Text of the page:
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Going for GOLD - Adventures in Open Linked Geospatial Metadata
Going for GOLD - Adventures in Open Linked Geospatial Metadata
Going for GOLD - Adventures in Open Linked Geospatial Metadata
Going for GOLD - Adventures in Open Linked Geospatial Metadata
Going for GOLD - Adventures in Open Linked Geospatial Metadata
Going for GOLD - Adventures in Open Linked Geospatial Metadata
Going for GOLD - Adventures in Open Linked Geospatial Metadata
Going for GOLD - Adventures in Open Linked Geospatial Metadata
Going for GOLD - Adventures in Open Linked Geospatial Metadata
Going for GOLD - Adventures in Open Linked Geospatial Metadata
Going for GOLD - Adventures in Open Linked Geospatial Metadata
Going for GOLD - Adventures in Open Linked Geospatial Metadata
Going for GOLD - Adventures in Open Linked Geospatial Metadata
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Going for GOLD - Adventures in Open Linked Geospatial Metadata

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Presentation by James Reid, given to the AGI GeoCommunity11 conference, in Nottingham UK, September 2011.

Presentation by James Reid, given to the AGI GeoCommunity11 conference, in Nottingham UK, September 2011.

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  • 1. Going for GOLD Adventures in Open Linked Geospatial Metadata James Reid, Geoservices, EDINA University of Edinburgh
  • 2. EDINA National Data Centre our mission... to enhance the productivity of research, learning and teaching in UK higher and further education <ul><li>Networked access to a range of online resources for all UK FE and HE </li></ul><ul><li>(including OS/BGS/Seazone and Landmark Historic data) </li></ul><ul><li>Institutional subscription services at subsidised rates or at no charge. </li></ul><ul><ul><li>For use by staff and students in learning, teaching and research </li></ul></ul><ul><li>Focus is on service but also undertake R&D ( projects  services)‏ </li></ul><ul><li>Employs about 80 staff (30 in geo), in two locations (Edinburgh & Warrington) </li></ul>Who?
  • 3. What? In a nutshell... Exploring the creation of Linked Data versions of geospatial metadata via alternative mechanisms … GOLD – GO geo as L inked D ata www.gogeo.ac.uk
  • 4. Why? Discovery.ac.uk Linked Data is the new black Conventional metadata publishing not 'open' enough
  • 5. More on the Why? Search engines are poorly optimised to index Deep Web databases. Applications are increasingly becoming Linked Data friendly. The evolution of metadata vocabularies towards RDF based models.
  • 6. More on the What? 2 approaches: 1. Metadata crosswalking. Use a Dublin Core crosswalk to implement uniform mappings from geographic metadata schemas to the RDF data model by: i. Applying a metadata crosswalk from the original metadata schema (ISO) to the Dublin Core vocabulary. ii. Adding additional metadata such as provenance of the record, original information model or crosswalk identification. iii. Apply the profile for expressing as RDF the metadata terms. 2. An alternative approach was to publish direct from the relational data store underpinning the metadata resource , direct to RDF. An extension to this approach was to produce the RDF direct from the UML itself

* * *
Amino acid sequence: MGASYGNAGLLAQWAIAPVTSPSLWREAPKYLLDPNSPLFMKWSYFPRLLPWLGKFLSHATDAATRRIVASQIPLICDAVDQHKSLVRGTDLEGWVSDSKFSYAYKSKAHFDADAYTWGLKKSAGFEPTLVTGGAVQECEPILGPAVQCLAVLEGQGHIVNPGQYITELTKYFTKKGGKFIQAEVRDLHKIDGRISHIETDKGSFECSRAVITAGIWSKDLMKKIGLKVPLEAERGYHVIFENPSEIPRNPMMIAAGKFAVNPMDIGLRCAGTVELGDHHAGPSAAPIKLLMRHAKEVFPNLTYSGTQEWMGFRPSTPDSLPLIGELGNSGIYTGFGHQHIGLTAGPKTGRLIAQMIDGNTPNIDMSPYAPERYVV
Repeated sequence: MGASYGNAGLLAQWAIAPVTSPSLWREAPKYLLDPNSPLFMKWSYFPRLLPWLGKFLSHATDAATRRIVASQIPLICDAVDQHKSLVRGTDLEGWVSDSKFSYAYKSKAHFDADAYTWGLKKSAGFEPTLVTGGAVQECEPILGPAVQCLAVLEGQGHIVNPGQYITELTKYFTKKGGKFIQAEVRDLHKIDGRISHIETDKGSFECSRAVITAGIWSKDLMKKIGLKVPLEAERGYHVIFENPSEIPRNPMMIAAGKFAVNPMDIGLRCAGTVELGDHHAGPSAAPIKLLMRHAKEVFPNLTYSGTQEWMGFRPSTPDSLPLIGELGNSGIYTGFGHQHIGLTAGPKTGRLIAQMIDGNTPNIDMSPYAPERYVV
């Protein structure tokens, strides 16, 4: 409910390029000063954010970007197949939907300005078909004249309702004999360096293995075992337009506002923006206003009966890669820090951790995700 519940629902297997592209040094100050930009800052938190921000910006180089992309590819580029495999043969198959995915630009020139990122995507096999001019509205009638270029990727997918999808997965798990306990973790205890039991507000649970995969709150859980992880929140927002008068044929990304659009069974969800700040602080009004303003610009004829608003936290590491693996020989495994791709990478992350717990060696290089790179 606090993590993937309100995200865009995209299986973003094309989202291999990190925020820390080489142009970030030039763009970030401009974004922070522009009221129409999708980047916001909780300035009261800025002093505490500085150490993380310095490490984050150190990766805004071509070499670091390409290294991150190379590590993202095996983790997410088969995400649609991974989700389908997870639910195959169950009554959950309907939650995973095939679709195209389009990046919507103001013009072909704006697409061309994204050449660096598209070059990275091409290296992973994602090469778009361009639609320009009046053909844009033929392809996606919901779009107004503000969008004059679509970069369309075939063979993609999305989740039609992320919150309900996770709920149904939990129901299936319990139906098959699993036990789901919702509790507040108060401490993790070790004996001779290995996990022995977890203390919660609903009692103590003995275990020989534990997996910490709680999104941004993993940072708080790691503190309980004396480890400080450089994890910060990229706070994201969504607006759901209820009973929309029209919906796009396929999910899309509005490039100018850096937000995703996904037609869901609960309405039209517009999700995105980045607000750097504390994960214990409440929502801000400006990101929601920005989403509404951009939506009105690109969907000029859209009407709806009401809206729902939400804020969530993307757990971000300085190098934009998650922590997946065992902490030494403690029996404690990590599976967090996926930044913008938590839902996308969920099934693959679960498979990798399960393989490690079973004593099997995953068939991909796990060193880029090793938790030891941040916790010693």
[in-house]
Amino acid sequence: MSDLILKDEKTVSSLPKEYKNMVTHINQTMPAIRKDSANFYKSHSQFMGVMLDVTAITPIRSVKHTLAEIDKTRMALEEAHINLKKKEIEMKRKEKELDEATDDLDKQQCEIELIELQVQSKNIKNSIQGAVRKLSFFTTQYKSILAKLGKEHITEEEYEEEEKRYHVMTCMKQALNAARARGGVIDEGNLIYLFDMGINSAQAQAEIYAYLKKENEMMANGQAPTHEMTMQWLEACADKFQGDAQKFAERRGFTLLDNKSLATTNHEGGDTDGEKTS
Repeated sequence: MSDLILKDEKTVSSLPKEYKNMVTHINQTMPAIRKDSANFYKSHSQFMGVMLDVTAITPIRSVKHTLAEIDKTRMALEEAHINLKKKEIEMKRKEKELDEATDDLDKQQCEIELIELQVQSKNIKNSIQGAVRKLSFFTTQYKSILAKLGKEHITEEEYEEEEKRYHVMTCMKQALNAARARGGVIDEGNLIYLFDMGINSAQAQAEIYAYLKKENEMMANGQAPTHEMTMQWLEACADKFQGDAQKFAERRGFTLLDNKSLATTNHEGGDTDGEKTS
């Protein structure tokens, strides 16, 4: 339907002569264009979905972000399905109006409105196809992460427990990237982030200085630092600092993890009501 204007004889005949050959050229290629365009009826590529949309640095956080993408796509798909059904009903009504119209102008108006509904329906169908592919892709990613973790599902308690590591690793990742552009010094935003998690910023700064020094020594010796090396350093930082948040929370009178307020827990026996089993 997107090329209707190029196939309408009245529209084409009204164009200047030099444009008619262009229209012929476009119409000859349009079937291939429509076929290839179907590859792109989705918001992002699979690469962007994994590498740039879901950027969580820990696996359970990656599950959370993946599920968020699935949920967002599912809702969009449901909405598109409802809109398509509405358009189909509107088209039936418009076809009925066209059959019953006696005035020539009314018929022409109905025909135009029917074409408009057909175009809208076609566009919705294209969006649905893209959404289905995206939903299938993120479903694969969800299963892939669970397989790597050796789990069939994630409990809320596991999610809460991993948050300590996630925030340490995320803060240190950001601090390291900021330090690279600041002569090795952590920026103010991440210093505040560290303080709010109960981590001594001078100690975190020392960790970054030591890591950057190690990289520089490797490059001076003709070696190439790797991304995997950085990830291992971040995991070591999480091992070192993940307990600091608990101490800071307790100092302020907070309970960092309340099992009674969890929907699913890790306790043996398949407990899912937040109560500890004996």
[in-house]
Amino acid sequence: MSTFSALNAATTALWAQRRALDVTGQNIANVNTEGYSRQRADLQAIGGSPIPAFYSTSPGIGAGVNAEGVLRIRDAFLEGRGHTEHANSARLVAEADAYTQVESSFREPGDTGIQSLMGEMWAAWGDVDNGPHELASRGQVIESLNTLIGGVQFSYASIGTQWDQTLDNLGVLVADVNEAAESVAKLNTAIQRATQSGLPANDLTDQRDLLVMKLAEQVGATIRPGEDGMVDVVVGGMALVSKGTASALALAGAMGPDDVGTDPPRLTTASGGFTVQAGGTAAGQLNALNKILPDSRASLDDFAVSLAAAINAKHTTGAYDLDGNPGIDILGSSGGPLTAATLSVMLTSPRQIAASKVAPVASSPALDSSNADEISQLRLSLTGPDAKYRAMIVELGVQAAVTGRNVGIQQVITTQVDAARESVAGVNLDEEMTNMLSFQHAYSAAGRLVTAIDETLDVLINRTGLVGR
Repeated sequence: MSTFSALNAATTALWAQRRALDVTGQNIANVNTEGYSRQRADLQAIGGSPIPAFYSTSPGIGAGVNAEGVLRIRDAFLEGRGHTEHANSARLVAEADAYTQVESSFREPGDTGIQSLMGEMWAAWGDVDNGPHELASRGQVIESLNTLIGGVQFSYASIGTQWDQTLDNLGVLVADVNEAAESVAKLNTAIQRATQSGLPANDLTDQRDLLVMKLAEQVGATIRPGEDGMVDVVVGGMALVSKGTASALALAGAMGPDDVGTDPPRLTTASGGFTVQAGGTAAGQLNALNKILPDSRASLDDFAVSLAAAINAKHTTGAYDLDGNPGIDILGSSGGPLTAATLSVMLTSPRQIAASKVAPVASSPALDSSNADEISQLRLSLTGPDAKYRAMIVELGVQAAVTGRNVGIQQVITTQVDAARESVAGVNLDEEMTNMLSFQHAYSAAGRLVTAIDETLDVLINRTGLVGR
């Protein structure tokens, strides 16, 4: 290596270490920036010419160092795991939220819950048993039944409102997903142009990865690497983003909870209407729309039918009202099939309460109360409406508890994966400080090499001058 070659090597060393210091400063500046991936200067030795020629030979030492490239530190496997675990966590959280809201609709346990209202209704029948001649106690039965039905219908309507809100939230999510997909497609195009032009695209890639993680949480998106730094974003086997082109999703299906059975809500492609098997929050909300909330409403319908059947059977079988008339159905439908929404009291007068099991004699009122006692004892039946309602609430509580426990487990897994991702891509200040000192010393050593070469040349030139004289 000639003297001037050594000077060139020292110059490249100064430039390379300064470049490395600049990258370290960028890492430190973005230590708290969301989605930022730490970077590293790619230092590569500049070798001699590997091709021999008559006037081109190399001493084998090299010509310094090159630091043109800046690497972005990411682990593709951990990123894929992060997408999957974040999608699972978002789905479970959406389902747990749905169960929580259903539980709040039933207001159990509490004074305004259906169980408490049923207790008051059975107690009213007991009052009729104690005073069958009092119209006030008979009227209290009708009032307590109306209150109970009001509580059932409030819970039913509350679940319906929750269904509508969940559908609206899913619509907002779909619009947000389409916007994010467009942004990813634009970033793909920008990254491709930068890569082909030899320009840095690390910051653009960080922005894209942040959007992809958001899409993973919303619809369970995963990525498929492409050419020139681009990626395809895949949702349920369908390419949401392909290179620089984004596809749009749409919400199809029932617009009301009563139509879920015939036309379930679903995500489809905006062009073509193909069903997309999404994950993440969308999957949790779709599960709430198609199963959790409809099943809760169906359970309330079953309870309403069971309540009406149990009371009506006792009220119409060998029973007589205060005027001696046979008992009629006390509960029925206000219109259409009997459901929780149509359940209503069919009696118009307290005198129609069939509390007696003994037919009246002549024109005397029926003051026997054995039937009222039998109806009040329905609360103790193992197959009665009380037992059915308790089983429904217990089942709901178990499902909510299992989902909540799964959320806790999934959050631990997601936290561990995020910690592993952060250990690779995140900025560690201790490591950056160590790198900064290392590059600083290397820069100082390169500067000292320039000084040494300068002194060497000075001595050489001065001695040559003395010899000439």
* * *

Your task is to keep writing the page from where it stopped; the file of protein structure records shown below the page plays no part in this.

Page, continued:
• 7. Metadata crosswalking Used here to mean a transformation that is done on a particular document (in this case a catalogue record) rather than at the level of a database or collection of such documents. The approach turns on a 'harvesting' mechanism similar to that used more generally across the European spatial data infrastructure and elsewhere e.g. JRC harvest of UK metadata. procedure Harvest(source, start) [CSW/WAF] for xml in source modified since start do rdf ← Transform(xml) [XSLT] Store(rdf ) [4store] end for end procedure Harvest – a specialised CSW client was written (in Go) A quadstore RDF database (4Store) was used to store the transformed records
  • 8. Metadata crosswalking Crosswalk mapping of ISO1939 elements to common RDF vocabularies. Some simplification required - in many cases it makes sense to produce more than one RDF statement e.g. temporal extent where the expression of a time interval in RDF can be quite verbose, and vice-versa where it takes many elements in ISO19139 to express a geographical bounding box but because we opted for the simpler representation, the RDF requires only three. Some anomalies in some elements e.g. to distinguish between various types of dates, (publication or modification date), it appears that the controlled vocabulary and localisation support in many catalogues is incomplete for this purpose.